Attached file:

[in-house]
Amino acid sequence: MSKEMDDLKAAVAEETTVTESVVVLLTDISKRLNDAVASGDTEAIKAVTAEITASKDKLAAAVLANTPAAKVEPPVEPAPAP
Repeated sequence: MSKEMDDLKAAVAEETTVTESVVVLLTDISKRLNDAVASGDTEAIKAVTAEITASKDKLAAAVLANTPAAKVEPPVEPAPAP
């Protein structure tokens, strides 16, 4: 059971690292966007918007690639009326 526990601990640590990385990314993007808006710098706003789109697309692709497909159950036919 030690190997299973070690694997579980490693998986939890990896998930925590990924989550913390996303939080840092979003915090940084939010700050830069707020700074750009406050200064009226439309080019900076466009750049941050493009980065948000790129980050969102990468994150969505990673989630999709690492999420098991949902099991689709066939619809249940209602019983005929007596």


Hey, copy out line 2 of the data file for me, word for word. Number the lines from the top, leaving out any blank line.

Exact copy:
Amino acid sequence: MSKEMDDLKAAVAEETTVTESVVVLLTDISKRLNDAVASGDTEAIKAVTAEITASKDKLAAAVLANTPAAKVEPPVEPAPAP